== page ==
Giraffes are ‘choosy' when hanging out with friends

January 23, 2013
Like humans, giraffes choose who they want to hang out with. Credit: UQ's Kerryn Carter of giraffes at Etosha National Park

(Phys.org)—Studying social relationships among female giraffes may provide essential information for the management and conservation of the species, a study by The University of Queensland (UQ) has found.

Lead researcher, Ms Kerryn Carter, from UQ's School of observed the social groupings of 535 individually identified wild giraffes in Etosha National Park in Namibia for 14 months.

The study discovered that giraffes have more complex relationships and social networks than previously thought, and this is of importance to understanding the evolution of animal and human sociality.

"Giraffes show a fission-fusion social system, like humans, where individuals temporarily associate so that the numbers and identities of individuals in groups changes frequently," Ms Carter said.

"Until recently, giraffes were thought to show no apparent pattern to their relationships."

Ms Carter looked at the frequency at which each pair associated, while taking into account how much their home ranges overlapped, and thus their ability to meet on a regular basis.

Her results have been published in the scientific journal .

"We found, rather than females interacting non-selectively as previously thought, individual female giraffes preferred to be in groups with particular females and avoided others," Ms Carter said.

"Surprisingly, home range overlap and kinship together did not explain much about these female-female relationships."

Females' individual , their ages and their reproductive states may contribute to their choices of female associates.

Research is continuing on to understand which factors contribute to these preferences.

Understanding the patterns of social networks in species such as giraffes helps us understand how diseases may spread through a population and how individuals may learn about their environments from one another; such understanding is therefore important for conservation.

Such preferred and avoided relationships have been documented in other fission-fusion taxa such as eastern grey kangaroos, bottlenose dolphins, northern long-eared myotis bats and of course humans.

"These similarities in the social systems of these varied species are surprising given how much the ecology of these species differs," said Ms Carter.

Explore further: Fighting for their attention

More information: www.sciencedirect.com/science/article/pii/S0003347212005246

Related Stories

Fighting for their attention

April 4, 2007

Mating strategies are straightforward in bottlenose dolphins, or are they? Much of the work carried on male-female relationships in that species to date show that males tend to coerce females who are left with little choice ...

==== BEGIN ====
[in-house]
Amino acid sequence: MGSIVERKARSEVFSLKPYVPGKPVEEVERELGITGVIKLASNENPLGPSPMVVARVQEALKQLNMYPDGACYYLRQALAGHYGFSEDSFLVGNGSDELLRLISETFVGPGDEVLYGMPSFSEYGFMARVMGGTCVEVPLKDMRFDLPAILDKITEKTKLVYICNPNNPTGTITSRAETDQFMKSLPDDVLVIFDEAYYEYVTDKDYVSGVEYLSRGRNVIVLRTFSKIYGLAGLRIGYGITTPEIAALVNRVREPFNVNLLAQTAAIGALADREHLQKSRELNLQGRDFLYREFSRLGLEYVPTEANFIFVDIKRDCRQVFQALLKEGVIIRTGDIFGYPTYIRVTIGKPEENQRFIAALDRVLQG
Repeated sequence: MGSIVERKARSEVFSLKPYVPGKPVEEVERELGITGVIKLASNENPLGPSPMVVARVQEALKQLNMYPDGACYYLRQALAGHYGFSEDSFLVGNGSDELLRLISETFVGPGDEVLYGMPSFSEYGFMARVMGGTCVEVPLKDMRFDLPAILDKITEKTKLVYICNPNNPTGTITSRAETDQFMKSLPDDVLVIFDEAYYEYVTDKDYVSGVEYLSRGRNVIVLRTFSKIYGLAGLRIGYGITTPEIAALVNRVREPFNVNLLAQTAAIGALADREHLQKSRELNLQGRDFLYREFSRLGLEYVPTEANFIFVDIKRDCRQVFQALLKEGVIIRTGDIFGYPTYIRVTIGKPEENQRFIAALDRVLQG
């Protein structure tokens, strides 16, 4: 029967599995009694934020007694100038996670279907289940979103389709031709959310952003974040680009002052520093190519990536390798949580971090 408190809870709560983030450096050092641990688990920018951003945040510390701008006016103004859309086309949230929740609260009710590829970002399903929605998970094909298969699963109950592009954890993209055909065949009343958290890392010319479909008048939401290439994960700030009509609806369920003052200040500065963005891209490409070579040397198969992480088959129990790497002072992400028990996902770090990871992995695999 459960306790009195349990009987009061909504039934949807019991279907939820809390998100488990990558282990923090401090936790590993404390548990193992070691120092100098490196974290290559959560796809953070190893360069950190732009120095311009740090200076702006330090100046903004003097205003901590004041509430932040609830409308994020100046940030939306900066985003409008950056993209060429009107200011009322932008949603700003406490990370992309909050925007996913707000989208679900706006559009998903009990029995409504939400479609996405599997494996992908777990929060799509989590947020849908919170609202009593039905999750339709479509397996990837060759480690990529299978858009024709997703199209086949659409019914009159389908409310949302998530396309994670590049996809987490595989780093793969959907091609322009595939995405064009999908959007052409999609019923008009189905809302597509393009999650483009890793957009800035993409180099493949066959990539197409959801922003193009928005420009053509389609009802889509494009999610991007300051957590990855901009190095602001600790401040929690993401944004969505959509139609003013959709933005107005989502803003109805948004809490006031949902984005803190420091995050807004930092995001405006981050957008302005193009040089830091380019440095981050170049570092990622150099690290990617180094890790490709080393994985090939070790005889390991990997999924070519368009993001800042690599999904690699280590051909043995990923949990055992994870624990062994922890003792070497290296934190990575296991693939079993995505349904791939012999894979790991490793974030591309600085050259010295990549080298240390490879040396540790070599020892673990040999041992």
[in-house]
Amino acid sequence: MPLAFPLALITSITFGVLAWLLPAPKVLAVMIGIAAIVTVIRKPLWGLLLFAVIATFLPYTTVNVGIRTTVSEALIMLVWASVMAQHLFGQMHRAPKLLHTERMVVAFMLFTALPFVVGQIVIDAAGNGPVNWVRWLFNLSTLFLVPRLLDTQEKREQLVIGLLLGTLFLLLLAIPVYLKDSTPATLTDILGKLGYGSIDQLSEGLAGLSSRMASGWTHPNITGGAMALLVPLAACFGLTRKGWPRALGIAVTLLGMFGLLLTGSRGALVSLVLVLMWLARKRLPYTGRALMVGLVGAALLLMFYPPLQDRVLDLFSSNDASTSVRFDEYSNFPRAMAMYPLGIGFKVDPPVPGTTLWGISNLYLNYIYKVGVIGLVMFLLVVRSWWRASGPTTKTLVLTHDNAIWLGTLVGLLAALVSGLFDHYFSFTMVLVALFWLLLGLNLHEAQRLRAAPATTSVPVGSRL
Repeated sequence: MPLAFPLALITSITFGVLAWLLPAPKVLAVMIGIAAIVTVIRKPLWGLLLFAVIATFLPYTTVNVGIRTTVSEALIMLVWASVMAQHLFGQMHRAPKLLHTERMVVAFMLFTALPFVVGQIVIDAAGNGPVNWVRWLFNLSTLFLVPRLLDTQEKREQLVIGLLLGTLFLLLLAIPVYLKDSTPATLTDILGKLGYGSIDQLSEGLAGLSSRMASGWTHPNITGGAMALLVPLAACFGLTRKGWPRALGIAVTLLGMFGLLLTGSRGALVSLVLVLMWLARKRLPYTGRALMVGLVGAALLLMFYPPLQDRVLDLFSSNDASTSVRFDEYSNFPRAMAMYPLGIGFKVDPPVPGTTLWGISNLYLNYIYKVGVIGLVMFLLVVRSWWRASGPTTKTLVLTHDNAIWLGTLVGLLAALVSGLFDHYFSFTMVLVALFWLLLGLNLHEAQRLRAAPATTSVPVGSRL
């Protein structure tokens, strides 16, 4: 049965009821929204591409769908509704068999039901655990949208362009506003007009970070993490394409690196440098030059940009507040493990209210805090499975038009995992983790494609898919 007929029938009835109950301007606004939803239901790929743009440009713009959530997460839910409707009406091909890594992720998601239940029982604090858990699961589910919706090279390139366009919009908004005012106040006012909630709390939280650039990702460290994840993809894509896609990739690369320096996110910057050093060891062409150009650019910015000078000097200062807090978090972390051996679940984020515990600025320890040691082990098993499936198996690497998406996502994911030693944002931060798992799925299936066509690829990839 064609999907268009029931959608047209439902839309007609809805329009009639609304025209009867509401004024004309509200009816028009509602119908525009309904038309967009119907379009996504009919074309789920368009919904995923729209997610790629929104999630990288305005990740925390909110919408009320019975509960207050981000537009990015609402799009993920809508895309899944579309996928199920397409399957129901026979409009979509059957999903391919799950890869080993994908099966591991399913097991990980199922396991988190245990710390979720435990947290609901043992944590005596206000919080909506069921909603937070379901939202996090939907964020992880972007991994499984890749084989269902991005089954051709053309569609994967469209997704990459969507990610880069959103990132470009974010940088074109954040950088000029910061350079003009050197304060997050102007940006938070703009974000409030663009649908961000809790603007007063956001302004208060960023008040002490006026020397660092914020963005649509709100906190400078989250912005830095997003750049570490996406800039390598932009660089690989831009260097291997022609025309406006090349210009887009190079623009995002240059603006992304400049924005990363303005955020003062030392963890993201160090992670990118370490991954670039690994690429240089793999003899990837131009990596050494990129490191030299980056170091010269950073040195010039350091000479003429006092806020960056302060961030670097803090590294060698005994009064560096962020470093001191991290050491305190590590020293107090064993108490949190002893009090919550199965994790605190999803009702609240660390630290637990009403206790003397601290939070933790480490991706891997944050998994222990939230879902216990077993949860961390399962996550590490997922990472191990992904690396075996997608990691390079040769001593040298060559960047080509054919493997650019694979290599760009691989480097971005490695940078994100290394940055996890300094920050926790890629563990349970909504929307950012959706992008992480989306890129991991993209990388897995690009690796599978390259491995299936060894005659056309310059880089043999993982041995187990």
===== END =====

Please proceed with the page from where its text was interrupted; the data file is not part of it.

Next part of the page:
Females decide whether ambitious males float or flounder

January 30, 2008

Aggression, testosterone and nepotism don’t necessarily help one climb the social ladder, but the support of a good female can, according to new research on the social habits of an unusual African species of fish.

Niger rare giraffe population makes a comeback

March 7, 2012

The last West African giraffes, now living in the wild only in southwestern Niger, are making a comeback with numbers standing at 310 last year, the environment ministry said here Wednesday.

Male dolphins build complex teams for social success

March 28, 2012

(PhysOrg.com) -- Male dolphins not only form a series of complex alliances based on their close relatives and friends but these alliances also form a shifting mosaic of overlapping geographic ranges within in an open social ...

Recommended for you

Genomes uncover life's early history

August 24, 2015

A University of Manchester scientist is part of a team which has carried out one of the biggest ever analyses of genomes on life of all forms.

Rare nautilus sighted for the first time in three decades

August 25, 2015

In early August, biologist Peter Ward returned from the South Pacific with news that he encountered an old friend, one he hadn't seen in over three decades. The University of Washington professor had seen what he considers ...

Study shows female frogs susceptible to 'decoy effect'

August 28, 2015

(Phys.org)—A pair of researchers has found that female túngaras, frogs that live in parts of Mexico and Central and South America, appear to be susceptible to the "decoy effect." In their paper published in the journal ...

Why a mutant rice called Big Grain1 yields such big grains

August 24, 2015

(Phys.org)—Rice is one of the most important staple crops grown by humans—very possibly the most important in history. With 4.3 billion inhabitants, Asia is home to 60 percent of the world's population, so it's unsurprising ...

2 comments

Adjust slider to filter visible comments by rank

Display comments: newest first

Telekinetic
2.6 / 5 (5) Jan 23, 2013
I personally find, like giraffes, that maintaining social interactions at times can be a pain in the neck.
tthb
1 / 5 (1) Jan 23, 2013
beware, dirt of complexity level, too great; good faith, good will, he will just have to intervene

Please sign in to add a comment. Registration is free, and takes less than a minute. Read more

Click here to reset your password.
Sign in to get notified via email when new comments are made.